Addie first had to sneak out of the apartment to attend Saturday Club where girls from Italy and Ireland and Russia both share her immigrant story and become fast friends. She spends part of each summer at Rockport Lodge, a hybrid of summer camp and boarding house, where she hiked and picked blueberries and went to town dances—the fresh ocean air of the countryside in stark contrast to the crowded urban (dare-I-say) slum in which she lived for the rest of the year. But it was enough to give her dreams of Something More.

And so Addie quickly became an American Girl, her customs and values clashing with her parents’ narrower view of the world. While she moved quickly towards that Something More, life as a first generation immigrant was not all sweetness and light—this new world also brought  family conflict, illness, and death.

The bookended chapters in which Addie speaks to her granddaughters seem almost unnecessary—I think Addie’s story was powerful enough to carry the novel on its own. For some reason, this was not a quick read for me; it certainly was not as engaging as Diamant’s The Red Tent from over a decade ago. But I felt as if the pace of the plot (which covers over seventy years of Addie’s life) mirrored the pace of a life well-lived. And while I sometimes grow weary if a novel moves too slowly, I didn’t in this case. Because it was Addie herself, this firecracker of a girl, that compelled me to read on.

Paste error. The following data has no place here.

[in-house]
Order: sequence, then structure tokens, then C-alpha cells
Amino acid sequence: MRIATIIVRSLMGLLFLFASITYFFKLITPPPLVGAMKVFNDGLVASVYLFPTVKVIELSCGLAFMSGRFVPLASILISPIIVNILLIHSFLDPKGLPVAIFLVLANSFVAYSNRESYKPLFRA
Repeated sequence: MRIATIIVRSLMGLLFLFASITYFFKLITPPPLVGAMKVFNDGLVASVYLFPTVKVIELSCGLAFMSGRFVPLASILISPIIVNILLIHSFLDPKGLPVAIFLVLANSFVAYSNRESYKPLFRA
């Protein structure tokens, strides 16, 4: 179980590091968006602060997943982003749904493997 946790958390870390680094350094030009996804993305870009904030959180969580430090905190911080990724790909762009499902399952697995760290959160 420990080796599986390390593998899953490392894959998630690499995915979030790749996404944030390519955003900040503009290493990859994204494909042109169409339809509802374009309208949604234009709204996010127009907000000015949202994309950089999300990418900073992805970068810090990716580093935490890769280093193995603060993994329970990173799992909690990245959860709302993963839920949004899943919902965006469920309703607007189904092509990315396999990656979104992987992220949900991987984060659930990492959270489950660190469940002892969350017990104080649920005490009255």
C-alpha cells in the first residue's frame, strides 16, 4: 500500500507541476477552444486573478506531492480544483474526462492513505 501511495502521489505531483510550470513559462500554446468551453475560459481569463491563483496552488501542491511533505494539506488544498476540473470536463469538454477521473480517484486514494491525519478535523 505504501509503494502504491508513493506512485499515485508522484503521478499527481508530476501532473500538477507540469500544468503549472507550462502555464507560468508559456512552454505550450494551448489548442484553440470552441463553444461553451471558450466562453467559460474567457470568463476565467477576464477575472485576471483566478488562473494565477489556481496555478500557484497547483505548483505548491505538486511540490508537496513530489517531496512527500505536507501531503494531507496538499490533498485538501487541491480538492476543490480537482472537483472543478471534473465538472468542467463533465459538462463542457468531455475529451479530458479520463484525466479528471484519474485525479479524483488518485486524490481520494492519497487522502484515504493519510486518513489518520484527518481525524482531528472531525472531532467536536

Civil War Herstory

Neverhome (NetGalley ARC)
Laird Hunt
release date: Sept. 2014

Ash Thompson sets off down the road to fight Mr. Lincoln’s War. The family farm in Indiana was an idyllic place–a barn with a hayloft, a grove of trees, horse corral, “good chairs”. A blissful place for a young couple to start their lives together. But one of them had to defend the Republic: Ash was strong; her husband Bartholomew was not. That’s right–her husband. Because Ash was really Constance, and she was fighting her past as fiercely as she would fight the rebels.

So with bound chest and  hat pulled low, she sets off and soon joins a band of other men and boys looking to enlist. Ash arm wrestles, drinks whiskey with them, sleeps under the stars with them and finally reaches a
Union camp by a river where she is rewarded with a muzzle loading Springfield (“and  they said you could use it to kill a man a quarter mile away.”) and a shovel to dig latrines.

Ash sets himself apart as a quick shot and a hard worker–there’s no task he doesn’t undertake with single-mindedness. He becomes legend when he breaks rank to scale a tree to cover a woman who, overcome with fervor at seeing the blue boys marching past, immodestly rips open her bodice.  Later that night, a fiddler starts in with a new tune around the campfire, “Gallant Ash went up the tree and helped a sweet old girl along …”

I was slow to warm up to Ash and his story; it moved slowly. Until author Laird Hunt whispers of Ash’s past and I was drawn in to wonder at the mystery of Ash’s mother’s death and whatever pain had come between Ash and Bartholomew.

Hunt tells Ash’s story lyrically–even the horrors she experiences take on a kind of haunting beauty. Her friendship of sorts with her unit’s commander is a thread that weaves through her story to the last and the respect they showed each other was genuine. When Ash is taken prisoner the novel was a bit reminiscent of Paulette Jiles’ Enemy Women and I don’t as a rule like novels with similar plot lines. But the novel’s last few pages bring Ash and Constance together as they fight off each of their demons, only to lose and win the very same fight.